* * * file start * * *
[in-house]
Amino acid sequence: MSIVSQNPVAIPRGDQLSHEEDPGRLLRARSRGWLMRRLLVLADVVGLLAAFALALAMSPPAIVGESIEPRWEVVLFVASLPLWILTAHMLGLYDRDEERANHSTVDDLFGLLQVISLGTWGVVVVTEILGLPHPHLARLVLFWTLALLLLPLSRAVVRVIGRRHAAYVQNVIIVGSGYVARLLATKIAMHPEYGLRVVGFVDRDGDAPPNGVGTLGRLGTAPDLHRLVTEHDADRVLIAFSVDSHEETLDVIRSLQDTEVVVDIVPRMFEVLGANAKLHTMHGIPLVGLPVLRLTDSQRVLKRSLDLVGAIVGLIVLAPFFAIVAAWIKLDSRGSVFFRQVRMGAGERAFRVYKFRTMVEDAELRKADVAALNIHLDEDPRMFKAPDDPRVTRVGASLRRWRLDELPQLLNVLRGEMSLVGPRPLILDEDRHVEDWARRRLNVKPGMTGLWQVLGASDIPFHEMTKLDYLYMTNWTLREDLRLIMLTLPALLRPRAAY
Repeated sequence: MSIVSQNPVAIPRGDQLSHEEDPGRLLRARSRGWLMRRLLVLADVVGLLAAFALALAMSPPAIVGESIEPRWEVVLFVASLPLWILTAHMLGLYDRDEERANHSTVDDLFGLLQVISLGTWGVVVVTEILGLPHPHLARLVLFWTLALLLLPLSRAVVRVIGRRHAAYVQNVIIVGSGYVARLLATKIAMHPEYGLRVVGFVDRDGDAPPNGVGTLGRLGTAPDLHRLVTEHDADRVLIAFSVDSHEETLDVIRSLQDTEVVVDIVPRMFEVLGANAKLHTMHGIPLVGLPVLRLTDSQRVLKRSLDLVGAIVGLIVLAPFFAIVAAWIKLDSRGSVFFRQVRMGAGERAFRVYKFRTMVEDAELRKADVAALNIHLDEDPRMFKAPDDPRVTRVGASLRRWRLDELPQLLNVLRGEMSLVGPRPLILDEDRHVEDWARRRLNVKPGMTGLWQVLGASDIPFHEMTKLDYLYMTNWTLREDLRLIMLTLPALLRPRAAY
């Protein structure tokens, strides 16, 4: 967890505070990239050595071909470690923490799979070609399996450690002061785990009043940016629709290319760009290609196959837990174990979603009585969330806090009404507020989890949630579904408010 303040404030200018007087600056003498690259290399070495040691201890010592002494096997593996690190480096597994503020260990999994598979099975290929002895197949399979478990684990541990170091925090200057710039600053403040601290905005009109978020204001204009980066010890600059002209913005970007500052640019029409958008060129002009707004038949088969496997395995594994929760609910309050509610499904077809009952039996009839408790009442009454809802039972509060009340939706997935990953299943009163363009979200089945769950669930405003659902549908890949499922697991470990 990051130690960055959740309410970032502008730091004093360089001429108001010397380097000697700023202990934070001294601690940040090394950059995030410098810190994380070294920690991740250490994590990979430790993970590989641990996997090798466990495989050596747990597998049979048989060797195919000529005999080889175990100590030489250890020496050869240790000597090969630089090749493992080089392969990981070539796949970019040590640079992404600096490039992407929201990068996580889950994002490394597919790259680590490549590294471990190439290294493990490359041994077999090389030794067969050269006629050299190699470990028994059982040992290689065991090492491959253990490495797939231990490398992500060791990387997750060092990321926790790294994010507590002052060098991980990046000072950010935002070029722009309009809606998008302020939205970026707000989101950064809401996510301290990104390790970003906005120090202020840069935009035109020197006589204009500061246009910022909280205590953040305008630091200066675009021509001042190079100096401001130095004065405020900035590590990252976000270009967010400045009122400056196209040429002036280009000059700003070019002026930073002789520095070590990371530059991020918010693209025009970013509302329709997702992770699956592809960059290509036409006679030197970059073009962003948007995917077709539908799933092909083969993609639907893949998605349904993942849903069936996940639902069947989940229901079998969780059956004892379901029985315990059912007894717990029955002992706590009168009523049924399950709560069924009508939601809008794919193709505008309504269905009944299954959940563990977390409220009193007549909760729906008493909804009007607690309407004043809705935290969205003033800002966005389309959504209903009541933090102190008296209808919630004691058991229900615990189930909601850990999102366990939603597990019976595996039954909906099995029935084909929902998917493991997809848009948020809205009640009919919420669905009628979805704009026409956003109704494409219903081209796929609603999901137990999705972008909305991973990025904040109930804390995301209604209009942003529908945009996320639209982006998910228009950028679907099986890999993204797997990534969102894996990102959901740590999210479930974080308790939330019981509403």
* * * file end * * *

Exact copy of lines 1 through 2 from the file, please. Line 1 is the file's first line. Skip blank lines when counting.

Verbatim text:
[in-house]
Amino acid sequence: MSIVSQNPVAIPRGDQLSHEEDPGRLLRARSRGWLMRRLLVLADVVGLLAAFALALAMSPPAIVGESIEPRWEVVLFVASLPLWILTAHMLGLYDRDEERANHSTVDDLFGLLQVISLGTWGVVVVTEILGLPHPHLARLVLFWTLALLLLPLSRAVVRVIGRRHAAYVQNVIIVGSGYVARLLATKIAMHPEYGLRVVGFVDRDGDAPPNGVGTLGRLGTAPDLHRLVTEHDADRVLIAFSVDSHEETLDVIRSLQDTEVVVDIVPRMFEVLGANAKLHTMHGIPLVGLPVLRLTDSQRVLKRSLDLVGAIVGLIVLAPFFAIVAAWIKLDSRGSVFFRQVRMGAGERAFRVYKFRTMVEDAELRKADVAALNIHLDEDPRMFKAPDDPRVTRVGASLRRWRLDELPQLLNVLRGEMSLVGPRPLILDEDRHVEDWARRRLNVKPGMTGLWQVLGASDIPFHEMTKLDYLYMTNWTLREDLRLIMLTLPALLRPRAAY